An explosion rocked Sgt. Donald Lonski's cot at an Iraqi camp just outside Tal Afar one morning in October.
A resident of Felton, Del., Lonski had been living at the camp for nearly three months as part of a shower, laundry and textiles team that the Army Reserve's 254th Quartermaster Company had sent to support about 700 Iraqis and less than 100 Americans living there.
The camp served as a launching pad for anti-terrorist operations and on Oct. 12, a group of civilians came to the gate seeking to enlist in the new Iraqi military. Armed with a vest full of explosives, an insurgent found his way to the middle of the crowd and blew up himself, killing nearly 30 prospective recruits and injuring at least 35 others.
A sergeant in Lonski's team awoke him, and told him that the attack resulted in a mass casualty situation. The only doctor on site, a U.S. Navy corpsman, had run through a mass casualty exercise with Lonski's team the day before, and as practiced, he asked the team to secure the area of impact and asked Lonski to take charge of the deceased.
Lonski, who joined the Army Reserve 12 years ago as a mortuary affairs specialist, was the only Soldier on post with any knowledge of how to treat corpses. He grabbed five other Soldiers and blasted an air conditioner through a small room, setting up a makeshift morgue.
"One thing that I stressed with my guys was respect for the deceased," Lonski said. "There are proper ways to take care of their bodies, and you have to be careful with their [belongings], you have to take care of them just as if they were one of yours."
The Soldiers did what they could with what they had. Normally, a team of 15 Soldiers would have staffed a morgue for the number of casualties that resulted from the attack, but Lonski only had five helpers, none of whom where trained in mortuary affairs.
And normally, the morgue would have an advanced storage facility cooled by a gigantic freezer, but Lonski made it work with a standard air conditioner. Nothing seemed normal about the process. But for Lonski, the situation was becoming familiar.
Though he never expected to do mortuary affairs during the deployment, the Oct. 12 incident was the third time that he used his specialty since arriving in Tal Afar.
In August, a suicide bomber killed several civilians at a checkpoint near the camp and Lonski volunteered to set up a temporary morgue for them.
In July, another terrorist detonated himself less than 100 meters from the camp, killing nine people for whom Lonski also provided immediate mortuary care.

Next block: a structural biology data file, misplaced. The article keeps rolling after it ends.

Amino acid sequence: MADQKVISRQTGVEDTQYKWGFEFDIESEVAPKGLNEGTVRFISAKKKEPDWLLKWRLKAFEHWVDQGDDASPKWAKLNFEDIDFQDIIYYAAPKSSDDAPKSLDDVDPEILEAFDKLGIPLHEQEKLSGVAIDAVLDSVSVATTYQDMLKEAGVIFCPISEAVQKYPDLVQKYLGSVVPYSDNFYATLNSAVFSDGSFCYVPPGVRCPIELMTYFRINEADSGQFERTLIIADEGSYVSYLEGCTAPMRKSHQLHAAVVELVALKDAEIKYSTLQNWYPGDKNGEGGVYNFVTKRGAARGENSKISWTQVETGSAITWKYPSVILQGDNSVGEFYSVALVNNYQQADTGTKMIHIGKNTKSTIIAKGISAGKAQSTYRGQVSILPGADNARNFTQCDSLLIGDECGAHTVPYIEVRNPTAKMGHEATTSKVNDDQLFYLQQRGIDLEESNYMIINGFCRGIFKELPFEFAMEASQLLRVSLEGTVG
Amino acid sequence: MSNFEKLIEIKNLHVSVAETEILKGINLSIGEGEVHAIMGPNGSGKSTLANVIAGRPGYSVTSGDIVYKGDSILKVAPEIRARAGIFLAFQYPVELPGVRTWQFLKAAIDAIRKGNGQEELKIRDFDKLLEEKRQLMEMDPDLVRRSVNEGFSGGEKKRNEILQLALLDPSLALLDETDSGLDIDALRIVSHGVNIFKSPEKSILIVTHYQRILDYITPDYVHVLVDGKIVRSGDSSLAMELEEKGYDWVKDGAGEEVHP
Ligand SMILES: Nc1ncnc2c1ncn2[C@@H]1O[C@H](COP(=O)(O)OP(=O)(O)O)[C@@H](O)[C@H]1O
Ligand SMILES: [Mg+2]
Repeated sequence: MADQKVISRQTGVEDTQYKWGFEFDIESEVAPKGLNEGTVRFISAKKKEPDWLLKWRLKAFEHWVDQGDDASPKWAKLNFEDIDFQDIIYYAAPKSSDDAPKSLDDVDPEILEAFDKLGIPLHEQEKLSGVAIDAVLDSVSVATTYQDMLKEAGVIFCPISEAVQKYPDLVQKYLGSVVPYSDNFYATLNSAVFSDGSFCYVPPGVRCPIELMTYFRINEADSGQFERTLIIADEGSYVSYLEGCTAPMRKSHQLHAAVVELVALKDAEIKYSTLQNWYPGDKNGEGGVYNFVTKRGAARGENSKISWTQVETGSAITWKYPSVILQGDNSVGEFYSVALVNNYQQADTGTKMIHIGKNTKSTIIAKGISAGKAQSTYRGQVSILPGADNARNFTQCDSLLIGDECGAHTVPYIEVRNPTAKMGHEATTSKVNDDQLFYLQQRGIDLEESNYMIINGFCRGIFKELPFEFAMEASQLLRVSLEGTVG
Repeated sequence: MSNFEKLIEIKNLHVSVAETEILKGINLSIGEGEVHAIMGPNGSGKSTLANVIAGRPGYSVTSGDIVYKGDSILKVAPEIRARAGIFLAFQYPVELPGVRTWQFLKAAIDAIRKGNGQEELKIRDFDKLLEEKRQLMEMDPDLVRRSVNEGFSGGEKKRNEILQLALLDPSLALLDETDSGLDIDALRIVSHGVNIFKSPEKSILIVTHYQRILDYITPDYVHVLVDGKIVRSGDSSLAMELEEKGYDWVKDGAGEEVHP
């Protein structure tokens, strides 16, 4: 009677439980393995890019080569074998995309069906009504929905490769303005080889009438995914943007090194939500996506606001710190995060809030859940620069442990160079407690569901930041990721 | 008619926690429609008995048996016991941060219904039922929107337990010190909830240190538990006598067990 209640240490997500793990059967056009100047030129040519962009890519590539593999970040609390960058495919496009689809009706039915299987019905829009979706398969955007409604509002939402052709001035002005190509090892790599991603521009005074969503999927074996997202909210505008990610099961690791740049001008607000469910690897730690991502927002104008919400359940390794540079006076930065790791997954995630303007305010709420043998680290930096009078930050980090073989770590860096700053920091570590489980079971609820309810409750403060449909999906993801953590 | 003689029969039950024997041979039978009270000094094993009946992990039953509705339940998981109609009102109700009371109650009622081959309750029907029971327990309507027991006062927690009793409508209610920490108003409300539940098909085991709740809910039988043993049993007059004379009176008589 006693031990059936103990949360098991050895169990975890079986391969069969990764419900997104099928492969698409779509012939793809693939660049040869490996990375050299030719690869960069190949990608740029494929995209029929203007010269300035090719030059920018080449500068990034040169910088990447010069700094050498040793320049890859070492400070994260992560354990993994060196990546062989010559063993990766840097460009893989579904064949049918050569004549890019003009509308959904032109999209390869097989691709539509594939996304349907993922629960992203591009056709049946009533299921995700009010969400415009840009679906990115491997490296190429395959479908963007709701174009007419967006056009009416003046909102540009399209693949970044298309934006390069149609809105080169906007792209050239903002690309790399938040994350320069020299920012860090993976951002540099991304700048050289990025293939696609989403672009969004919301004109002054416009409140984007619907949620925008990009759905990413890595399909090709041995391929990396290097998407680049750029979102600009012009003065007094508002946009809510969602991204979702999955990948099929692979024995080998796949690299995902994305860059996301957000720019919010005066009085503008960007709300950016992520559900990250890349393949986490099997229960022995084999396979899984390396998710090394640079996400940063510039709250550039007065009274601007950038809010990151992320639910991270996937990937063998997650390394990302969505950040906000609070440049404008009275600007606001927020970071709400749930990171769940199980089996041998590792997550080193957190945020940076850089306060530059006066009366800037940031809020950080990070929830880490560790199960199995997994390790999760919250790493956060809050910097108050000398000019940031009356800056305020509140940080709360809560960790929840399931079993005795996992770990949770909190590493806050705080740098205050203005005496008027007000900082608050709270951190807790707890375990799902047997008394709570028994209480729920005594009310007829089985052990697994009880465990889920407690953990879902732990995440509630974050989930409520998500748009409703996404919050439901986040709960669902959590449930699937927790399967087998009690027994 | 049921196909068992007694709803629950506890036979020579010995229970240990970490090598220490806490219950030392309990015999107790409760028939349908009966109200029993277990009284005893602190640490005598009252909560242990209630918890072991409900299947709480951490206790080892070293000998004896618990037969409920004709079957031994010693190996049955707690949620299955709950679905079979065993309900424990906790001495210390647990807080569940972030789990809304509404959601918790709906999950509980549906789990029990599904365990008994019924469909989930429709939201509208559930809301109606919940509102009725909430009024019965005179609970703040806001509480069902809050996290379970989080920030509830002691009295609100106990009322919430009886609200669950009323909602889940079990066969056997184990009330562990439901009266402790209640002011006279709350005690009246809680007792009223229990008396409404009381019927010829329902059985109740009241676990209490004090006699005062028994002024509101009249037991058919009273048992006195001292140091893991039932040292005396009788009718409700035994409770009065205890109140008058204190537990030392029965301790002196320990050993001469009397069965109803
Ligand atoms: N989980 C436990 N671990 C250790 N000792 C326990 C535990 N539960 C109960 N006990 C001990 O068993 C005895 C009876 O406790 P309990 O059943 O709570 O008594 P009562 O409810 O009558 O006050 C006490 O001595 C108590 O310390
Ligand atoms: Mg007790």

"Throughout the whole deployment, he did exceptionally well," said the 254th's 1st Sgt. David Ritter. "His mortuary affairs background really helped the Soldiers at Tal Afar."
Lonski helped so much that the 3rd Armored Cavalry Regiment, the unit with the most American troops at Tal Afar, conferred upon Lonski and his team the Order of the Spur, a military honor only attainable through completion of a rigorous military course or through commendable service during times of war. The 3rd ACR cited the latter reason in welcoming Lonski into its order.
While noting that induction into the Order of the Spur was 'the greatest honor" he's ever received in the military, Lonski said volunteering to set up the morgue was nothing exceptional.
"I was just doing what I've trained to do and they needed help," he said.
In 2001, he volunteered to help care for the corpses of victims of the Sept. 11 attacks at the Pentagon. And as the end of his deployment neared, he re-enlisted in the Reserves for six years, practically volunteering for a second deployment. For him, it is all part of the same war: he sees the anti-Iraqi insurgency as having the same goals as the terrorists who attacked the U.S. in 2001.
"The 9/11 terrorists were targeting innocent civilians just to cause havoc. It's the same philosophy that they [the insurgents] are using here," Lonski said.
The son of a Fort Knox NCO who became a truck driver, Lonski is used to adventure and service, both of which he said he found in Iraq.
As a young teen, instead of doing research papers for school, he would write reports on truck driving trips that he took with his parents " his mom is also a truck driver as is one of his brothers. After a short career as an actor in New York City, he became an officer with the Harrington City Police Department in Delaware, where he has been serving for six years.
After a year-long deployment, though, he said he is ready to return home to his wife and two children. Lonski said he will end his unpredictable tour with a surprise homecoming.
"I'm going to surprise them," he said. "They don't know exactly when I'm coming home."
|Date Posted:||12.08.2005 07:36|
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